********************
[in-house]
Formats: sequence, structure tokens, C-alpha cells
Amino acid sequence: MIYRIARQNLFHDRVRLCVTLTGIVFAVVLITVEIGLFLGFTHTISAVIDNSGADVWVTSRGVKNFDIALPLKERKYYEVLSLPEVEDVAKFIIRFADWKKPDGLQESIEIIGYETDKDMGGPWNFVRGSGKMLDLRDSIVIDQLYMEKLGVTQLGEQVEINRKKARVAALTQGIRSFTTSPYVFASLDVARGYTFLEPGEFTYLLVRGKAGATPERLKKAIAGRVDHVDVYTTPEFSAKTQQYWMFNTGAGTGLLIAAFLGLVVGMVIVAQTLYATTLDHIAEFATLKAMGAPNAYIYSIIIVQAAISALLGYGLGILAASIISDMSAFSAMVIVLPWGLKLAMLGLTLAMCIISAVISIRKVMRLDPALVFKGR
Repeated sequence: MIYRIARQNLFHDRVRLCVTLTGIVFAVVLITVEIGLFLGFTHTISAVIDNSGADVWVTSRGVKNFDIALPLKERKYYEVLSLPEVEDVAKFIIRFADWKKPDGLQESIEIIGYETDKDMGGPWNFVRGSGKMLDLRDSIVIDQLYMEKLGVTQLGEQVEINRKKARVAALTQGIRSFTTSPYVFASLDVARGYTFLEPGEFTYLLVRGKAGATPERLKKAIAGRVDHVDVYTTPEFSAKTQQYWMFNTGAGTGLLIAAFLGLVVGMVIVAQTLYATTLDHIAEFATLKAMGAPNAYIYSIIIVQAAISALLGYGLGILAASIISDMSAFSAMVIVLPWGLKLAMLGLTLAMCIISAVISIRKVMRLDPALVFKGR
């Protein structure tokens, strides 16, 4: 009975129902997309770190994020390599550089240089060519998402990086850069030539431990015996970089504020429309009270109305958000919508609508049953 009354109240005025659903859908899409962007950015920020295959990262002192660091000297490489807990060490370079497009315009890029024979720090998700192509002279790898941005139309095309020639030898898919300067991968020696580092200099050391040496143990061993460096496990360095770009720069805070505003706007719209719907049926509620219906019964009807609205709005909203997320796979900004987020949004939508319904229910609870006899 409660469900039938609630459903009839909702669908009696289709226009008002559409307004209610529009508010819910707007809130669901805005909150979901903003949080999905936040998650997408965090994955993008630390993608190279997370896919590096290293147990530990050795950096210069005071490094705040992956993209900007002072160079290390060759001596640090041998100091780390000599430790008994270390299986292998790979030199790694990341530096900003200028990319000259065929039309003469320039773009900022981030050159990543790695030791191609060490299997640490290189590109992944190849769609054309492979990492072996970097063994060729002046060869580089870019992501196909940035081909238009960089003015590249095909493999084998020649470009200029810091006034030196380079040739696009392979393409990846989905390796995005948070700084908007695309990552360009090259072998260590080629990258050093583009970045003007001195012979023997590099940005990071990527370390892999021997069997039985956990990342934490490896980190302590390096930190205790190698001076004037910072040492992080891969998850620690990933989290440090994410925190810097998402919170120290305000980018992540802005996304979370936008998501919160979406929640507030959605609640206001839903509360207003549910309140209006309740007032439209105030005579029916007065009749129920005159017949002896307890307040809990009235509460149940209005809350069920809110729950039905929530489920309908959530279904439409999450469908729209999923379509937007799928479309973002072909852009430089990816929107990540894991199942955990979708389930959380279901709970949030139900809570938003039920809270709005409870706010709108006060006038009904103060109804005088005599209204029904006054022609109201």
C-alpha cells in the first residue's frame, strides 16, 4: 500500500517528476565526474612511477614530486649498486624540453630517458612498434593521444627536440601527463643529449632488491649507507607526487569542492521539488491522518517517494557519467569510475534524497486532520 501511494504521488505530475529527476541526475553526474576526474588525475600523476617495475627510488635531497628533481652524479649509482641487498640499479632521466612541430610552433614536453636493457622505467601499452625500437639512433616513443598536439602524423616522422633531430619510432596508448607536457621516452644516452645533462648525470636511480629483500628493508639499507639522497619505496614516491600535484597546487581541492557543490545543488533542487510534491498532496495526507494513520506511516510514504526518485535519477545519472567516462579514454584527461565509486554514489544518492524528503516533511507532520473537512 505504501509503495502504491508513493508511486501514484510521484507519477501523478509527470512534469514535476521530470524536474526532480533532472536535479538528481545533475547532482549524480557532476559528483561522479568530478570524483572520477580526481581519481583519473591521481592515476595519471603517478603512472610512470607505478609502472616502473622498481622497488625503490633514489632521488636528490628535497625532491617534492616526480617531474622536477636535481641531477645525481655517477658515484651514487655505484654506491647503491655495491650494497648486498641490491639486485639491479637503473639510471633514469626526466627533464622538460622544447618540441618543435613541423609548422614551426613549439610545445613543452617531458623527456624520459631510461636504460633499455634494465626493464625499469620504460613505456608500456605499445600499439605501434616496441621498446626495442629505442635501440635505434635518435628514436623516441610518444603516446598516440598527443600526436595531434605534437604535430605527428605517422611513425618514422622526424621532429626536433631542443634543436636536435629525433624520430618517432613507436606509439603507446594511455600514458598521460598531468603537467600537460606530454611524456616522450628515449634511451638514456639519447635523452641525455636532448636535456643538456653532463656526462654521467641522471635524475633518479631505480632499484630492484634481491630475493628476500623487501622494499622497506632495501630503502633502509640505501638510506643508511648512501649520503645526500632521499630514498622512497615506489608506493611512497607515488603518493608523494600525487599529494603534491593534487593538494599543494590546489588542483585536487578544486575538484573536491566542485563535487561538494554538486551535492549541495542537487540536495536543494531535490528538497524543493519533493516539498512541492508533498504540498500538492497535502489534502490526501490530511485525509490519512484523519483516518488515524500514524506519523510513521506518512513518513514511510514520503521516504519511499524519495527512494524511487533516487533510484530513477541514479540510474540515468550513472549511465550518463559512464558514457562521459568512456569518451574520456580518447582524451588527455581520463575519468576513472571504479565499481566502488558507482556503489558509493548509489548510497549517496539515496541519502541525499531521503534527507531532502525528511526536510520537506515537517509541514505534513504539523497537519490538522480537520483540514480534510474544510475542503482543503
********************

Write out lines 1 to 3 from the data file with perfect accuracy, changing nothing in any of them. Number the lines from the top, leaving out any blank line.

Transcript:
[in-house]
Formats: sequence, structure tokens, C-alpha cells
Amino acid sequence: MIYRIARQNLFHDRVRLCVTLTGIVFAVVLITVEIGLFLGFTHTISAVIDNSGADVWVTSRGVKNFDIALPLKERKYYEVLSLPEVEDVAKFIIRFADWKKPDGLQESIEIIGYETDKDMGGPWNFVRGSGKMLDLRDSIVIDQLYMEKLGVTQLGEQVEINRKKARVAALTQGIRSFTTSPYVFASLDVARGYTFLEPGEFTYLLVRGKAGATPERLKKAIAGRVDHVDVYTTPEFSAKTQQYWMFNTGAGTGLLIAAFLGLVVGMVIVAQTLYATTLDHIAEFATLKAMGAPNAYIYSIIIVQAAISALLGYGLGILAASIISDMSAFSAMVIVLPWGLKLAMLGLTLAMCIISAVISIRKVMRLDPALVFKGR